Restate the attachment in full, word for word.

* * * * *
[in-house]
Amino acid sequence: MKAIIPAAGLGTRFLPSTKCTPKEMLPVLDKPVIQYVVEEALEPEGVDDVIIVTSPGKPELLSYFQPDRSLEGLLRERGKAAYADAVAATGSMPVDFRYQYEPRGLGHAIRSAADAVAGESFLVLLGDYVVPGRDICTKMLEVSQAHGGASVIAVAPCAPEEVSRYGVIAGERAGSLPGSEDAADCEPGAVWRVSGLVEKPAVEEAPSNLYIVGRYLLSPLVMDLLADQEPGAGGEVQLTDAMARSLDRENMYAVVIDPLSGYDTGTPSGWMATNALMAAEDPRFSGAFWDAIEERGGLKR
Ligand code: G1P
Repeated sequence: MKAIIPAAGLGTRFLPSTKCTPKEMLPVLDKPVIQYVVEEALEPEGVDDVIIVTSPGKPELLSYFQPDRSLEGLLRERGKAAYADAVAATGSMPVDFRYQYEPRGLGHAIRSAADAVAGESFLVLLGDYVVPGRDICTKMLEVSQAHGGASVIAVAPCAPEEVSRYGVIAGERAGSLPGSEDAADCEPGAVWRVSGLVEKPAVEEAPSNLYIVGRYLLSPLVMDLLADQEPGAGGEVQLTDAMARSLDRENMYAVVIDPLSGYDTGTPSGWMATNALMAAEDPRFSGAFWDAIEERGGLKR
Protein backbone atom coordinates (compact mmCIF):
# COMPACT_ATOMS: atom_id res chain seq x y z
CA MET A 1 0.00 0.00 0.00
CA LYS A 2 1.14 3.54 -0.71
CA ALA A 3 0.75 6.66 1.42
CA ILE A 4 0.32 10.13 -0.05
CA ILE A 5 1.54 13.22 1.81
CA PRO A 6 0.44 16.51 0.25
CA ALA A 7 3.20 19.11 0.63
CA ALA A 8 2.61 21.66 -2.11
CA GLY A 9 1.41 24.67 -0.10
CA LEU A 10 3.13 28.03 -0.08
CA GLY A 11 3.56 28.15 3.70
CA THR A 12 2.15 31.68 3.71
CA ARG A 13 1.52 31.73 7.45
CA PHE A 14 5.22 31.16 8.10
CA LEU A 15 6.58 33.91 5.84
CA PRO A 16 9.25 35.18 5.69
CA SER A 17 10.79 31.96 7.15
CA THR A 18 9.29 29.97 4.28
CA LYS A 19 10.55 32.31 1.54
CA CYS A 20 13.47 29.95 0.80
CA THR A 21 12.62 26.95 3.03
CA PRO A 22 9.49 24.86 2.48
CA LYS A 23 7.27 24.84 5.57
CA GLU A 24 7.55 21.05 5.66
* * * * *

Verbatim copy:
[in-house]
Amino acid sequence: MKAIIPAAGLGTRFLPSTKCTPKEMLPVLDKPVIQYVVEEALEPEGVDDVIIVTSPGKPELLSYFQPDRSLEGLLRERGKAAYADAVAATGSMPVDFRYQYEPRGLGHAIRSAADAVAGESFLVLLGDYVVPGRDICTKMLEVSQAHGGASVIAVAPCAPEEVSRYGVIAGERAGSLPGSEDAADCEPGAVWRVSGLVEKPAVEEAPSNLYIVGRYLLSPLVMDLLADQEPGAGGEVQLTDAMARSLDRENMYAVVIDPLSGYDTGTPSGWMATNALMAAEDPRFSGAFWDAIEERGGLKR
Ligand code: G1P
Repeated sequence: MKAIIPAAGLGTRFLPSTKCTPKEMLPVLDKPVIQYVVEEALEPEGVDDVIIVTSPGKPELLSYFQPDRSLEGLLRERGKAAYADAVAATGSMPVDFRYQYEPRGLGHAIRSAADAVAGESFLVLLGDYVVPGRDICTKMLEVSQAHGGASVIAVAPCAPEEVSRYGVIAGERAGSLPGSEDAADCEPGAVWRVSGLVEKPAVEEAPSNLYIVGRYLLSPLVMDLLADQEPGAGGEVQLTDAMARSLDRENMYAVVIDPLSGYDTGTPSGWMATNALMAAEDPRFSGAFWDAIEERGGLKR
Protein backbone atom coordinates (compact mmCIF):
# COMPACT_ATOMS: atom_id res chain seq x y z
CA MET A 1 0.00 0.00 0.00
CA LYS A 2 1.14 3.54 -0.71
CA ALA A 3 0.75 6.66 1.42
CA ILE A 4 0.32 10.13 -0.05
CA ILE A 5 1.54 13.22 1.81
CA PRO A 6 0.44 16.51 0.25
CA ALA A 7 3.20 19.11 0.63
CA ALA A 8 2.61 21.66 -2.11
CA GLY A 9 1.41 24.67 -0.10
CA LEU A 10 3.13 28.03 -0.08
CA GLY A 11 3.56 28.15 3.70
CA THR A 12 2.15 31.68 3.71
CA ARG A 13 1.52 31.73 7.45
CA PHE A 14 5.22 31.16 8.10
CA LEU A 15 6.58 33.91 5.84
CA PRO A 16 9.25 35.18 5.69
CA SER A 17 10.79 31.96 7.15
CA THR A 18 9.29 29.97 4.28
CA LYS A 19 10.55 32.31 1.54
CA CYS A 20 13.47 29.95 0.80
CA THR A 21 12.62 26.95 3.03
CA PRO A 22 9.49 24.86 2.48
CA LYS A 23 7.27 24.84 5.57
CA GLU A 24 7.55 21.05 5.66